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Math Help - Generating Functions question

  1. #1
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    Generating Functions question

    Alright I have two problems both of which i THINK need to be done with a generating function.... any tips would really be appreciated


    First question:
    1)Find the number of solutions to the equation
    2x + 3y + 6z = 73
    where x, y, and z are non-negative integers.

    I just took each case individually and got 78 possible solutions, but I was wondering if there was an easier way to do this rather than just finding each solution and counting it.

    Also I am getting stuck on this one too:
    How many ways are there to put 5 identical objects into n bins, where each
    bin can have at most 2 objects?

    2)From what we learned in class, I would guess that the generating function would be:

    G(x)=(1+x+x^2)^n which is equal to [(x^3-1)/(x-1)]^n which is equal to
    (x^3-1)^n*(1/(x-1))^n.

    Then that implies that it equals ((x^3-1)^n)*SUM((a_k)x^k)
    where a_k= C(k+n-1,k)

    Usually I would just plug in 5 for k, and get my answer, but what do I do with the (x^3-1)^n??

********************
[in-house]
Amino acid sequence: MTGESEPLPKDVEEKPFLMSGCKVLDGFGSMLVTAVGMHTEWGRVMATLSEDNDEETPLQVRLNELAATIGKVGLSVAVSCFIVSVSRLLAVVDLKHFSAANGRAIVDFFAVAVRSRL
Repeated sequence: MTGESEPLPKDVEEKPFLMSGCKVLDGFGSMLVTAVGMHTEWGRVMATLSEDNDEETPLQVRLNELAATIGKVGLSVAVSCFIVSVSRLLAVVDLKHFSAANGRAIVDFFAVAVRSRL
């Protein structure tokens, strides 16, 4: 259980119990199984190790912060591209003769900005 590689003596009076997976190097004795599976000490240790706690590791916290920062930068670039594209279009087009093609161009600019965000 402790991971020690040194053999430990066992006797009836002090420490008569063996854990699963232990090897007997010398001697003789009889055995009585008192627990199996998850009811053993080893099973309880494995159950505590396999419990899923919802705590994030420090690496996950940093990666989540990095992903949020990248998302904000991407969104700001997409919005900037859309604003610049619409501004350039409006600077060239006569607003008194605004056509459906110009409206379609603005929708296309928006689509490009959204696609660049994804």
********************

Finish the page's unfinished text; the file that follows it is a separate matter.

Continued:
Any help would be great!!!!
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  2. #2
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    Quote Originally Posted by mathgirlie View Post
    Alright I have two problems both of which i THINK need to be done with a generating function.... any tips would really be appreciated


    First question:
    1)Find the number of solutions to the equation
    2x + 3y + 6z = 73
    where x, y, and z are non-negative integers.

    I just took each case individually and got 78 possible solutions, but I was wondering if there was an easier way to do this rather than just finding each solution and counting it.
    Also I am getting stuck on this one too:
    How many ways are there to put 5 identical objects into n bins, where each
    bin can have at most 2 objects?

    2)From what we learned in class, I would guess that the generating function would be:

    G(x)=(1+x+x^2)^n which is equal to [(x^3-1)/(x-1)]^n which is equal to
    (x^3-1)^n*(1/(x-1))^n.

    Then that implies that it equals ((x^3-1)^n)*SUM((a_k)x^k)
    where a_k= C(k+n-1,k)

    Usually I would just plug in 5 for k, and get my answer, but what do I do with the (x^3-1)^n??

    Any help would be great!!!!
    On 1), did you find the generating function? I think that's the point of the exercise. But in the end, I don't think the generating function will save you much work, in this case. (If someone else sees a shortcut, I hope they will post it.)


    For 2), you have found G correctly. Notice that
    G(x) = (1-x^3)^n \; (1-x)^{-n}
    = \sum_i (-1)^i \binom{n}{i} x^{3i} \cdot \sum_j (-1)^j \binom{-n}{j} x^j
    (I'm assuming you feel comfortable with binomial coefficients like \binom{-n}{j}.)
    To end up with x^5 in this product, you need to consider x^0 \cdot x^5 and x^3 \cdot x^2. Do you see where they come from?
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  3. #3